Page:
1994 Ford Mustang GT vs. 1994 Chevrolet Camaro Z28

1994 Ford Mustang GT vs. 1994 Chevrolet Camaro Z28 1994 Ford Mustang GT vs. 1994 Chevrolet Camaro Z28
Archived Comparison From the December 1993 Issue of Car and Driver TESTED

Thirty years ago, in the spring of 1964, Ford invented the American two-plus-two sporty coupe when it popped the Mustang on an eager public—a public that responded by ordering 22,000 cars the first day. Chevrolet was caught flat-footed and had to spot the Mustang more than a million sales before responding with the Camaro in the fall of 1966. Chevy's pony car quickly established itself as the Mustang's most bitter rival, and the two have been brawling ever since—in showrooms, on racetracks, and between the covers of magazines.

The fortunes of war have varied over the decades. But the report from the front as 1994 gets underway shows the tide clearly running in Chevrolet's favor. Against a commendably smooth and refined new Mustang, the Camaro—redesigned last year for its fourth generation—more than holds its own. In fact, it kicks pony tail. In nearly every performance measurement we take, the Camaro Z28 runs all over the Mustang GT.

As you'd predict for otherwise similar cars, the 275-horsepower Camaro creams the 215-horsepower Mustang in sheer speed. Our Z28 lunged to 60 mph in 5.4 seconds, while the GT needed 6.1. By the 130-mph mark, the gap had ballooned with the Z28 reaching that speed in 26.6 seconds, versus 44.7 for the GT. The Camaro ran the quarter-mile in 14.1 seconds at 101 mph, the Mustang in 14.9 seconds at 93 mph. Top speed? Same story. Camaro: 156. Mustang: 137.

How about the contests that don't reward brute power? The Camaro still held the upper hand. It generated 0.86 g on the skidpad to the Mustang's 0.85, and stopped from 70 mph in 167 feet, versus the GT's 179. Around the short, 1.5-mile Waterford Hills roadcourse, the Z28 consistently lapped a solid second faster, averaging 1:26.1 to 1:27.2 for the GT.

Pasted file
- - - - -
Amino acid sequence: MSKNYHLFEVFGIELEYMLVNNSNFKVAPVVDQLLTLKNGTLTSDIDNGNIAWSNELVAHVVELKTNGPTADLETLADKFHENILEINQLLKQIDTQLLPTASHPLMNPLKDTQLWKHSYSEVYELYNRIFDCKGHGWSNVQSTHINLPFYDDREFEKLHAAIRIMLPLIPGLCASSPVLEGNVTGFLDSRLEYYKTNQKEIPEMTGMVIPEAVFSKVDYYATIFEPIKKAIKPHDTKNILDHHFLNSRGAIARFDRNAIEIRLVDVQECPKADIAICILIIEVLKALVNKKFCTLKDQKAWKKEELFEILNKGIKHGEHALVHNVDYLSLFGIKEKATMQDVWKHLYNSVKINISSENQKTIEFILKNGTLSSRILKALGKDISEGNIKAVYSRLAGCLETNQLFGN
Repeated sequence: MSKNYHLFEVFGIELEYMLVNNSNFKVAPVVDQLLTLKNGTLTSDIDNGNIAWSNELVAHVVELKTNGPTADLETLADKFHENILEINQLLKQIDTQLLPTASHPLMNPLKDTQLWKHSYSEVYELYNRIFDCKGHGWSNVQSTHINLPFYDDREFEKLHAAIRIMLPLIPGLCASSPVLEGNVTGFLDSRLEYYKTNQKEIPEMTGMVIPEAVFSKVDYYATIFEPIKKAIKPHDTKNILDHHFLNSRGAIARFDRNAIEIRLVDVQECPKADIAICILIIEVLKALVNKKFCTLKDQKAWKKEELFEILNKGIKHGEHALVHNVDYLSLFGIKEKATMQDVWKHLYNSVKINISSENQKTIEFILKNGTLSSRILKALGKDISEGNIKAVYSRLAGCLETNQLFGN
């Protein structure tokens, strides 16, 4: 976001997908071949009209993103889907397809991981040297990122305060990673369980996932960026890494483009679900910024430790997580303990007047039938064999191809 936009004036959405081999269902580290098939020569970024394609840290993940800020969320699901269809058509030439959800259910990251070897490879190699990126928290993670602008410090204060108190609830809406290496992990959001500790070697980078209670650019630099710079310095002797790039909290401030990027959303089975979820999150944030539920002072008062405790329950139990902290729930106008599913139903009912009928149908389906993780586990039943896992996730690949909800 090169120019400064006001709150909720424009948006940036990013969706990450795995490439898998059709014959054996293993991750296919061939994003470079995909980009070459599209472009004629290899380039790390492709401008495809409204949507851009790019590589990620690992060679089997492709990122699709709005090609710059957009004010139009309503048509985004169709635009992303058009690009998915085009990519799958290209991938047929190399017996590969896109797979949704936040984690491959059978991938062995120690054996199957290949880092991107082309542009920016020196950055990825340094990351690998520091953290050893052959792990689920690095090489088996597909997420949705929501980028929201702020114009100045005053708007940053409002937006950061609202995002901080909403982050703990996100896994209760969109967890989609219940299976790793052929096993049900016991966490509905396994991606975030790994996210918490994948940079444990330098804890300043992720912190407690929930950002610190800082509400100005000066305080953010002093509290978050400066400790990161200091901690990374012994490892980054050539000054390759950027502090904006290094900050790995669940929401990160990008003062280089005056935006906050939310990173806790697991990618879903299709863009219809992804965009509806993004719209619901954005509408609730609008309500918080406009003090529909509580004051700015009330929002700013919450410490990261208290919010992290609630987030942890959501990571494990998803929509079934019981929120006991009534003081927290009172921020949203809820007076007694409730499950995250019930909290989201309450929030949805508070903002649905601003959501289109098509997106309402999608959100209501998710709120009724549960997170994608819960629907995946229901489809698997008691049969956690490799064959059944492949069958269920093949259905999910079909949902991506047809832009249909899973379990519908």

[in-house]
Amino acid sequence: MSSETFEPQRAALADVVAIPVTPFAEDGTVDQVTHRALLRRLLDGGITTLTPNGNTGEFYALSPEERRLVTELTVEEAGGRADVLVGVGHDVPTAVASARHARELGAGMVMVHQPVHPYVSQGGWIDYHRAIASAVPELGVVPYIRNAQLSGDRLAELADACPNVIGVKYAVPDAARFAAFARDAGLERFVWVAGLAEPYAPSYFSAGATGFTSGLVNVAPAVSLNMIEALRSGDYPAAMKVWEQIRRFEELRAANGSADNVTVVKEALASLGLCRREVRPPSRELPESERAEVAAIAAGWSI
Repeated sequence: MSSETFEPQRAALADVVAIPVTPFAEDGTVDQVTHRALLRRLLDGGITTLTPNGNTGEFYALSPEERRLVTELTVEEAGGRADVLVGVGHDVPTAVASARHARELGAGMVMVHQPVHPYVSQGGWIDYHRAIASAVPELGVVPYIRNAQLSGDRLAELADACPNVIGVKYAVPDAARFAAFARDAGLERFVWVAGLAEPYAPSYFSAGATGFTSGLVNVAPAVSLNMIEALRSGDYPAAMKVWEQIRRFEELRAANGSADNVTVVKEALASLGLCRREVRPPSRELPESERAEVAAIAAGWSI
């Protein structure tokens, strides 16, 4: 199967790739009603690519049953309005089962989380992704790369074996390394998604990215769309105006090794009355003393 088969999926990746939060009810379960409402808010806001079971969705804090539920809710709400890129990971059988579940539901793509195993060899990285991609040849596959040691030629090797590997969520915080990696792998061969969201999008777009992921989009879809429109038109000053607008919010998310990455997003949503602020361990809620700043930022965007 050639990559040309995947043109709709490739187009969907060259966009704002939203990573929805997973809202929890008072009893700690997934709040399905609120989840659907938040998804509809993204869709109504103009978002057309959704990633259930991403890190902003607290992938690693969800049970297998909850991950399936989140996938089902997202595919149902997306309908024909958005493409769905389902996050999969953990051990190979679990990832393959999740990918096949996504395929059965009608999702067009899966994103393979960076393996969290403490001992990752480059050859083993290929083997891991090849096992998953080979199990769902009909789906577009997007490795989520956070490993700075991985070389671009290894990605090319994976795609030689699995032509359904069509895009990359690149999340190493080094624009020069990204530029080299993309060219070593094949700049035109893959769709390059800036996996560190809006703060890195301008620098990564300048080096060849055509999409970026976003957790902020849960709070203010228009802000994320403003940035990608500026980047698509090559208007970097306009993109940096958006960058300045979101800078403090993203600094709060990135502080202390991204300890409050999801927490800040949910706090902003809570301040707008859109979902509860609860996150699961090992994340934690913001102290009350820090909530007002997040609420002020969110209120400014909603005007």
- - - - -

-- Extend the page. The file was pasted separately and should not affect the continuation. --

Of course, performance figures do not tell the whole story. The new-generation Mustang GT is a much sweeter automobile than this evidence suggests. As we reported in a preview drive (October 1993), Ford's work to improve the structural rigidity and suspension control of this chassis has paid impressive dividends. The Mustang has a tight, polished feel that we would not have thought possible from a platform whose roots are in the 1978 Fairmont. Still, a shoot-out is a shoot-out, and the tradition of Camaro-Mustang faceoffs gives little credit for finishing second at the track.

Had the Z28's performance advantage come at a huge cost in such areas as ride comfort, ergonomics, and noise control, we might feel more reserved about its dominance. But in truth, the Camaro is a refined piece as well. Ride quality is marginally stiffer than the Mustang's but still entirely acceptable. And the extra racket is almost all V-8 rumble—hardly objectionable in this kind of car.

The Camaro has a much racier feel, an impression that begins when you plop into the driver's seat. It's a wide, low car, and the driver looks out through a radically raked windshield and over a rapidly dropping nose. By contrast, you sit bolt-upright in the narrower Mustang, the higher hood running out to a blunt front end.

In both cars, the driver is surrounded by interiors and instrument panels that are efficiently laid out, but the Mustang's clean design is easier to look at. The Camaro's gauge cluster is garish by comparison, but at least its instrument faces are now marked in white rather than the jarring yellow of last year.

Seat comfort is better in the Mustang, even with some pressure points at the lower back and under the thighs. The Camaro's seats are flatter and feel less well made, offering little retention in hard cornering, and they move around annoyingly due to frame flex and mounting slack. Neither back seat offers more than minimal room, but most passengers preferred the higher cushion location of the Mustang.

Light off the V-8 engines and they give vastly different impressions. The Mustang's 302 almost suggests the quiet "adequacy" of a Bentley Turbo R, while the Camaro's rowdy 350 sounds straight out of an old Can-Am car. Both are flexible, strong, and smooth-running, with lively throttle response and good fuel efficiency (both are projected to get 17 mpg on the EPA city cycle). When you want to get out of town, or just out of a corner, neither V-8 cares much whether it's turning 2500 rpm or 4500.